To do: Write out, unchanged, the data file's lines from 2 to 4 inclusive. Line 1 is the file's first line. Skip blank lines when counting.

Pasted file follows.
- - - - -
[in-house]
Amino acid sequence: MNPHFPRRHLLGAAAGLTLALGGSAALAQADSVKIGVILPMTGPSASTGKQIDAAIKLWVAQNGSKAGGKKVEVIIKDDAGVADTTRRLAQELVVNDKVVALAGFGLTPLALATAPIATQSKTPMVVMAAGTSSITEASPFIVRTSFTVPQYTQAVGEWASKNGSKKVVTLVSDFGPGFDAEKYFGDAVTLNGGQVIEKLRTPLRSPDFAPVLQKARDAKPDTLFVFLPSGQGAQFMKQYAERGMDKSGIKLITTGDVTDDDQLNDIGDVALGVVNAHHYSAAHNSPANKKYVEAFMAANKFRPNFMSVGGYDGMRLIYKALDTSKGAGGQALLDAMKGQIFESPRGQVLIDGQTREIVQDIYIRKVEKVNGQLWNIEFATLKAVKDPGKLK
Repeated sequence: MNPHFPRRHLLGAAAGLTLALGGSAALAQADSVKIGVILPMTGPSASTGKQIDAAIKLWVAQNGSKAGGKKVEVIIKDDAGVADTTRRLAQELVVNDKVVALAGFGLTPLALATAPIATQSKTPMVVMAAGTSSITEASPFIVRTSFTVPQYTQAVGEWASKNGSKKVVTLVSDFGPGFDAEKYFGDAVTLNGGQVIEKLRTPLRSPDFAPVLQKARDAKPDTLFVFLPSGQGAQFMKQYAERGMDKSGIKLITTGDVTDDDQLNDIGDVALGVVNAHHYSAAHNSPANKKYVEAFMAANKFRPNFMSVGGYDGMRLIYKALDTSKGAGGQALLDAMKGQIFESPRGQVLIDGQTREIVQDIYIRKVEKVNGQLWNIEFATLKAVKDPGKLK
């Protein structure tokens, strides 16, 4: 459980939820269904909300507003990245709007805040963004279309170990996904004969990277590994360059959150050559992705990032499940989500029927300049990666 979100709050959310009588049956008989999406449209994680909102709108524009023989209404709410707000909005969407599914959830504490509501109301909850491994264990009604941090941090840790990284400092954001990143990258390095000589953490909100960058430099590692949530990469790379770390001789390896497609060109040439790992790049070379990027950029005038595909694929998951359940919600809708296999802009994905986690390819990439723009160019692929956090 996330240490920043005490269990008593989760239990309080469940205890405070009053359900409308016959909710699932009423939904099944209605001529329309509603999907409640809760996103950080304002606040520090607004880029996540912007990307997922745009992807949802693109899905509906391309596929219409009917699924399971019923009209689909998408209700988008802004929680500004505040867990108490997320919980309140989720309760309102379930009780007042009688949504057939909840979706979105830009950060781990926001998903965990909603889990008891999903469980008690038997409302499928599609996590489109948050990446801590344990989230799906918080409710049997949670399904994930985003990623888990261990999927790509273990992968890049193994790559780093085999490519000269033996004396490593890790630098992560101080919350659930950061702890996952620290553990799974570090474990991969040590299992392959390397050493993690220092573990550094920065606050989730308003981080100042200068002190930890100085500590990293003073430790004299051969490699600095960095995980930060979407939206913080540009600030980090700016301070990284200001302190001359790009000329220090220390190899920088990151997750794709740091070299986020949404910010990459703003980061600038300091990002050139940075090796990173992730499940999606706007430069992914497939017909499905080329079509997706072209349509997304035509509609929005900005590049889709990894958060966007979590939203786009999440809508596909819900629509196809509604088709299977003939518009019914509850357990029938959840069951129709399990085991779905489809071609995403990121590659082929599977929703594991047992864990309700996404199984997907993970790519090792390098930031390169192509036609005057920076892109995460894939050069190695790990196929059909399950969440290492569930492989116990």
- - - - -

Amino acid sequence: MNPHFPRRHLLGAAAGLTLALGGSAALAQADSVKIGVILPMTGPSASTGKQIDAAIKLWVAQNGSKAGGKKVEVIIKDDAGVADTTRRLAQELVVNDKVVALAGFGLTPLALATAPIATQSKTPMVVMAAGTSSITEASPFIVRTSFTVPQYTQAVGEWASKNGSKKVVTLVSDFGPGFDAEKYFGDAVTLNGGQVIEKLRTPLRSPDFAPVLQKARDAKPDTLFVFLPSGQGAQFMKQYAERGMDKSGIKLITTGDVTDDDQLNDIGDVALGVVNAHHYSAAHNSPANKKYVEAFMAANKFRPNFMSVGGYDGMRLIYKALDTSKGAGGQALLDAMKGQIFESPRGQVLIDGQTREIVQDIYIRKVEKVNGQLWNIEFATLKAVKDPGKLK
Repeated sequence: MNPHFPRRHLLGAAAGLTLALGGSAALAQADSVKIGVILPMTGPSASTGKQIDAAIKLWVAQNGSKAGGKKVEVIIKDDAGVADTTRRLAQELVVNDKVVALAGFGLTPLALATAPIATQSKTPMVVMAAGTSSITEASPFIVRTSFTVPQYTQAVGEWASKNGSKKVVTLVSDFGPGFDAEKYFGDAVTLNGGQVIEKLRTPLRSPDFAPVLQKARDAKPDTLFVFLPSGQGAQFMKQYAERGMDKSGIKLITTGDVTDDDQLNDIGDVALGVVNAHHYSAAHNSPANKKYVEAFMAANKFRPNFMSVGGYDGMRLIYKALDTSKGAGGQALLDAMKGQIFESPRGQVLIDGQTREIVQDIYIRKVEKVNGQLWNIEFATLKAVKDPGKLK
């Protein structure tokens, strides 16, 4: 459980939820269904909300507003990245709007805040963004279309170990996904004969990277590994360059959150050559992705990032499940989500029927300049990666 979100709050959310009588049956008989999406449209994680909102709108524009023989209404709410707000909005969407599914959830504490509501109301909850491994264990009604941090941090840790990284400092954001990143990258390095000589953490909100960058430099590692949530990469790379770390001789390896497609060109040439790992790049070379990027950029005038595909694929998951359940919600809708296999802009994905986690390819990439723009160019692929956090 996330240490920043005490269990008593989760239990309080469940205890405070009053359900409308016959909710699932009423939904099944209605001529329309509603999907409640809760996103950080304002606040520090607004880029996540912007990307997922745009992807949802693109899905509906391309596929219409009917699924399971019923009209689909998408209700988008802004929680500004505040867990108490997320919980309140989720309760309102379930009780007042009688949504057939909840979706979105830009950060781990926001998903965990909603889990008891999903469980008690038997409302499928599609996590489109948050990446801590344990989230799906918080409710049997949670399904994930985003990623888990261990999927790509273990992968890049193994790559780093085999490519000269033996004396490593890790630098992560101080919350659930950061702890996952620290553990799974570090474990991969040590299992392959390397050493993690220092573990550094920065606050989730308003981080100042200068002190930890100085500590990293003073430790004299051969490699600095960095995980930060979407939206913080540009600030980090700016301070990284200001302190001359790009000329220090220390190899920088990151997750794709740091070299986020949404910010990459703003980061600038300091990002050139940075090796990173992730499940999606706007430069992914497939017909499905080329079509997706072209349509997304035509509609929005900005590049889709990894958060966007979590939203786009999440809508596909819900629509196809509604088709299977003939518009019914509850357990029938959840069951129709399990085991779905489809071609995403990121590659082929599977929703594991047992864990309700996404199984997907993970790519090792390098930031390169192509036609005057920076892109995460894939050069190695790990196929059909399950969440290492569930492989116990």